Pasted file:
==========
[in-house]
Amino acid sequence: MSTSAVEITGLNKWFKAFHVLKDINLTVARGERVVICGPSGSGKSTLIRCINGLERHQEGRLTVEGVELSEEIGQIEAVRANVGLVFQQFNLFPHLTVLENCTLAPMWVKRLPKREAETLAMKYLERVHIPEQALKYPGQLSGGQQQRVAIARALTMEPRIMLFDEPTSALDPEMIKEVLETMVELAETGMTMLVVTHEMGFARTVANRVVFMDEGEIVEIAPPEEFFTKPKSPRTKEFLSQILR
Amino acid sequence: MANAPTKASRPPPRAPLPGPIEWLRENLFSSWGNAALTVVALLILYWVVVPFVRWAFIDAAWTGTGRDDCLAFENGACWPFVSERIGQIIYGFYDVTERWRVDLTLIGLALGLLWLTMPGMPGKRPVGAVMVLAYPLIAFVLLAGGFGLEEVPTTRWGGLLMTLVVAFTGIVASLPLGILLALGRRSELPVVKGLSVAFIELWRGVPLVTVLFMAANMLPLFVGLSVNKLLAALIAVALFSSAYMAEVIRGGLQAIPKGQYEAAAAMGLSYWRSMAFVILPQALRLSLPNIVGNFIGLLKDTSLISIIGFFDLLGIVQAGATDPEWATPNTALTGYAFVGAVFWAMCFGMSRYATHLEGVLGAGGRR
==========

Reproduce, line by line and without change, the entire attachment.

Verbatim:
[in-house]
Amino acid sequence: MSTSAVEITGLNKWFKAFHVLKDINLTVARGERVVICGPSGSGKSTLIRCINGLERHQEGRLTVEGVELSEEIGQIEAVRANVGLVFQQFNLFPHLTVLENCTLAPMWVKRLPKREAETLAMKYLERVHIPEQALKYPGQLSGGQQQRVAIARALTMEPRIMLFDEPTSALDPEMIKEVLETMVELAETGMTMLVVTHEMGFARTVANRVVFMDEGEIVEIAPPEEFFTKPKSPRTKEFLSQILR
Amino acid sequence: MANAPTKASRPPPRAPLPGPIEWLRENLFSSWGNAALTVVALLILYWVVVPFVRWAFIDAAWTGTGRDDCLAFENGACWPFVSERIGQIIYGFYDVTERWRVDLTLIGLALGLLWLTMPGMPGKRPVGAVMVLAYPLIAFVLLAGGFGLEEVPTTRWGGLLMTLVVAFTGIVASLPLGILLALGRRSELPVVKGLSVAFIELWRGVPLVTVLFMAANMLPLFVGLSVNKLLAALIAVALFSSAYMAEVIRGGLQAIPKGQYEAAAAMGLSYWRSMAFVILPQALRLSLPNIVGNFIGLLKDTSLISIIGFFDLLGIVQAGATDPEWATPNTALTGYAFVGAVFWAMCFGMSRYATHLEGVLGAGGRR